Wednesday, May 27, 2009

Tilting at windmills
Wind turbines: grudge match

[New and irregular readers may like to read the Heresiarch's original post  and my response]

Further to our discussion about wind turbines, the Heresriach has returned to the field of battle with this post. His previous railings against the "wastefulness and illogicality of investment in wind-power" aside, he now quotes from this article  in The Times.
"Europe should scrap its support for wind energy as soon as possible to focus on far more efficient emerging forms of clean power generation including solar thermal energy, one of the world’s most distinguished scientists said yesterday.
Professor Jack Steinberger, a Nobel prize-winning director of the CERN particle physics laboratory in Geneva, said that wind represented an illusory technology — a cul-de-sac that would prove uneconomic and a waste of resources in the battle against climate change.
“Wind is not the future,” he told the symposium of Nobel laureates at the Royal Society. Instead, he said, technologies such as solar thermal power — for which parabolic mirrors reflect the Sun’s rays to generate heat and electricity — represent a more promising way of supplanting fossil fuels. “I am certain that the energy of the future is going to be thermal solar,” he told The Times. “There is nothing comparable. The sooner we focus on it the better.”"

It is worth examining this in detail, because it illustrates the ignorance and misinformation about energy generation in general and wind power in particular. 

Although Steinberger is best known for the discovery the muon neutrino, and got his Nobel for this achievement, he has a distinguished track record in particle physics. All the more disappointing, then, for him to come out with this sort of nonsense:

He said that intermittent energy sources, such as wind, required back-up power generation, which undermined their contribution to emissions reductions. In contrast, solar thermal power could generate heat energy that could reliably generate 24-hour electricity.

[To be fair, the lack of direct quotation demonstrates that this is a journalistic precis, as I can't see someone of Steinberger's stature saying anything so moronic. I suppose we should be greatful that it isn't Vitamin C , racism  or telepathy . Does funny things to people, winning the Nobel prize]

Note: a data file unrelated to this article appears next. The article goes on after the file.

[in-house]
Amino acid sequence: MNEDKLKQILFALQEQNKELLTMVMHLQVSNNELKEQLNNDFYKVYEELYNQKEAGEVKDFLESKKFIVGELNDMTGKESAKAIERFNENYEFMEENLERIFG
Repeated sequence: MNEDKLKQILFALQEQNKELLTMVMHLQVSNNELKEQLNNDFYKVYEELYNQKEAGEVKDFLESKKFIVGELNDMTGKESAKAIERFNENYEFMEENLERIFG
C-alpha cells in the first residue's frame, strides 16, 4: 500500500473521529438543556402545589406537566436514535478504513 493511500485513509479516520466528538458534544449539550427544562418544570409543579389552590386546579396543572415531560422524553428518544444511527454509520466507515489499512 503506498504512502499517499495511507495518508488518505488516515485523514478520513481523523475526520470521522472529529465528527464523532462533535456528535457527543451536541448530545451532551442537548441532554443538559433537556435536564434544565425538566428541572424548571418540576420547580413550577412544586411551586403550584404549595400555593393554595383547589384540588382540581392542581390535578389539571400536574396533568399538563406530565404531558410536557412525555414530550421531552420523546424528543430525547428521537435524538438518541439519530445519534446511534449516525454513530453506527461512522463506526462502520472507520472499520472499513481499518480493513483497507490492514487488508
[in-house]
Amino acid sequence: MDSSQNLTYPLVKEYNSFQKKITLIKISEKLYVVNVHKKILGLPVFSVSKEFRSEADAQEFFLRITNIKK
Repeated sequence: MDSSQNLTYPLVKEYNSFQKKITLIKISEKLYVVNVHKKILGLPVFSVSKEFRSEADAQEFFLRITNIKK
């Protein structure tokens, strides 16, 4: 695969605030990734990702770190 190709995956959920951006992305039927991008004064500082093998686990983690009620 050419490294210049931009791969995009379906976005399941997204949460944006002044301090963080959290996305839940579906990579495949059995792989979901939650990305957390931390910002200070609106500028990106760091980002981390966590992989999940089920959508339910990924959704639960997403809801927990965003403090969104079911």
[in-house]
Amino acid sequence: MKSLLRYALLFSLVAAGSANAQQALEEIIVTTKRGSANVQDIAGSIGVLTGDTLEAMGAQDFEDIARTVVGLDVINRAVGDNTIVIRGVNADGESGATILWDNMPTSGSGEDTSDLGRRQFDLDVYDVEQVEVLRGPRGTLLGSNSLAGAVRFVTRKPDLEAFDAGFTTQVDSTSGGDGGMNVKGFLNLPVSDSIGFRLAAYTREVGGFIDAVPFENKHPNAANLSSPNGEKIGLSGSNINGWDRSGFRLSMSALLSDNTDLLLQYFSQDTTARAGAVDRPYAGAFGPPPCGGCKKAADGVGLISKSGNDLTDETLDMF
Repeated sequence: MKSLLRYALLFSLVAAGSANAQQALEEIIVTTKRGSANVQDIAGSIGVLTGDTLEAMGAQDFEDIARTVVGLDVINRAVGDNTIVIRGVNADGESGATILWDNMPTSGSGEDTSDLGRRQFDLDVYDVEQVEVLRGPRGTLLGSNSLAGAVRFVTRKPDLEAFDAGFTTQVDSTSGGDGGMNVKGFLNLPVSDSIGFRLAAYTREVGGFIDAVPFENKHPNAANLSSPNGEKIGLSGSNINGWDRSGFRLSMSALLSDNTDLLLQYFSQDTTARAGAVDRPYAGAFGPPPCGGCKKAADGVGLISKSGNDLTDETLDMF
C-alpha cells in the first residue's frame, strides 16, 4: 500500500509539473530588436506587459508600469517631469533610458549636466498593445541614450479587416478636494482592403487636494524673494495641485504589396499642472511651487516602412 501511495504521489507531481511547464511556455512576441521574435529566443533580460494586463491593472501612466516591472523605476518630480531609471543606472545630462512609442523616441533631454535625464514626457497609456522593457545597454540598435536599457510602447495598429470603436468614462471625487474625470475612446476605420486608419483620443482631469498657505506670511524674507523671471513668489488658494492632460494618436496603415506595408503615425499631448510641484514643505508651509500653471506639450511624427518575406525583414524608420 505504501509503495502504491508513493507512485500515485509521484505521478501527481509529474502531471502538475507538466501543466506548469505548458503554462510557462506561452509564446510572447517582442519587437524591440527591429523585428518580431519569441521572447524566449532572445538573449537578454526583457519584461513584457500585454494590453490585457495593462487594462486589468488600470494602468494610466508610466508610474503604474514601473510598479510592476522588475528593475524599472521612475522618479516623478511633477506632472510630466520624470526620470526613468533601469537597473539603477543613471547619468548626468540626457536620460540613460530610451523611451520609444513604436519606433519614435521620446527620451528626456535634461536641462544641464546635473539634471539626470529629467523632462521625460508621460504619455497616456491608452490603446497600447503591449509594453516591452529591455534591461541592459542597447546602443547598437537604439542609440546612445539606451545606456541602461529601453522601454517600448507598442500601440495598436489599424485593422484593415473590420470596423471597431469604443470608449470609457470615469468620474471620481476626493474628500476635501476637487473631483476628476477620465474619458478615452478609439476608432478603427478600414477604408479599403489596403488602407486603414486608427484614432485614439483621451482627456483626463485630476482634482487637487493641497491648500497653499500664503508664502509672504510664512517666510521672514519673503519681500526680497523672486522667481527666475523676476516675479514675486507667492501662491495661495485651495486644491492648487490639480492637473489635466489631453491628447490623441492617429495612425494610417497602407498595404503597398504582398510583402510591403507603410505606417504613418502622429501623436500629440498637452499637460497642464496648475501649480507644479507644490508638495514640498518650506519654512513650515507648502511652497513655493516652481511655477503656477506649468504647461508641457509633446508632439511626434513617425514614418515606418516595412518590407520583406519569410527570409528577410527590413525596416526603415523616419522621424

1. A note to all wind skeptics: intoning "of course, the wind doesn't blow all the time" does not make you look profound, it makes you look silly. All power stations have a less than 100% capacity load, and every informed wind advocate is well aware of it. Not also that a capacity load of 33% (for UK offshore generation) does not mean that the wind isn't blowing 67% of the time: it means the turbine isn't operating at maximum capacity, which is not the same thing.

2. Even if there is no power storage whatsoever, and the wind stopped blowing everywhere, there would still be carbon savings from using wind: back up power generation doesn't have to work all the time, so even intermittent power plants can reduce CO2 emissions (John Band made this point on the original thread)

3. These apply to solar power as well as wind: solar won't work at night, but no grown-up is going to offer that as a citisism of solar. 

From the article:

"Britain has made wind energy a priority in reducing carbon emissions by 34 per cent by 2020. The Government plans to build 33 gigawatts of offshore wind power by 2020, which the professional services organisation Ernst & Young estimates will cost more than £100 billion."